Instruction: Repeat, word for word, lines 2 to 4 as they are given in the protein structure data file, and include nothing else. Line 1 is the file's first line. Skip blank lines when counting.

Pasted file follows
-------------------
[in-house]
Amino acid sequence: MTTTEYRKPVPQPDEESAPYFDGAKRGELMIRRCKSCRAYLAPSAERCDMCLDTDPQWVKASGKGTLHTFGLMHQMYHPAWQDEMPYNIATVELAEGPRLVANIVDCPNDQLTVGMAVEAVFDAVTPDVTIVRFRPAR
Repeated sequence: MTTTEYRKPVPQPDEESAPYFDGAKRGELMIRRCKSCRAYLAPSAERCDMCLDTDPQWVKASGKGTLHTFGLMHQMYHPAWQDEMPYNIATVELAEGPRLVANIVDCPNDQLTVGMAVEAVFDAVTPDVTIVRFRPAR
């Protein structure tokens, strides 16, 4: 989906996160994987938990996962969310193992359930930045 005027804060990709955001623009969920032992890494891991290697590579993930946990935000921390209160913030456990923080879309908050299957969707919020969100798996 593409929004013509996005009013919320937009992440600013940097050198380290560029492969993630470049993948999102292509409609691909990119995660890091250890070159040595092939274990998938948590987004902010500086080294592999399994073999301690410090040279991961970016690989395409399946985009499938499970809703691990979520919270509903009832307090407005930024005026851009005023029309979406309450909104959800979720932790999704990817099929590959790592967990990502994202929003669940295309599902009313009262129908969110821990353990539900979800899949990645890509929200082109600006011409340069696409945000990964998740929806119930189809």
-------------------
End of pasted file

Amino acid sequence: MTTTEYRKPVPQPDEESAPYFDGAKRGELMIRRCKSCRAYLAPSAERCDMCLDTDPQWVKASGKGTLHTFGLMHQMYHPAWQDEMPYNIATVELAEGPRLVANIVDCPNDQLTVGMAVEAVFDAVTPDVTIVRFRPAR
Repeated sequence: MTTTEYRKPVPQPDEESAPYFDGAKRGELMIRRCKSCRAYLAPSAERCDMCLDTDPQWVKASGKGTLHTFGLMHQMYHPAWQDEMPYNIATVELAEGPRLVANIVDCPNDQLTVGMAVEAVFDAVTPDVTIVRFRPAR
């Protein structure tokens, strides 16, 4: 989906996160994987938990996962969310193992359930930045 005027804060990709955001623009969920032992890494891991290697590579993930946990935000921390209160913030456990923080879309908050299957969707919020969100798996 593409929004013509996005009013919320937009992440600013940097050198380290560029492969993630470049993948999102292509409609691909990119995660890091250890070159040595092939274990998938948590987004902010500086080294592999399994073999301690410090040279991961970016690989395409399946985009499938499970809703691990979520919270509903009832307090407005930024005026851009005023029309979406309450909104959800979720932790999704990817099929590959790592967990990502994202929003669940295309599902009313009262129908969110821990353990539900979800899949990645890509929200082109600006011409340069696409945000990964998740929806119930189809």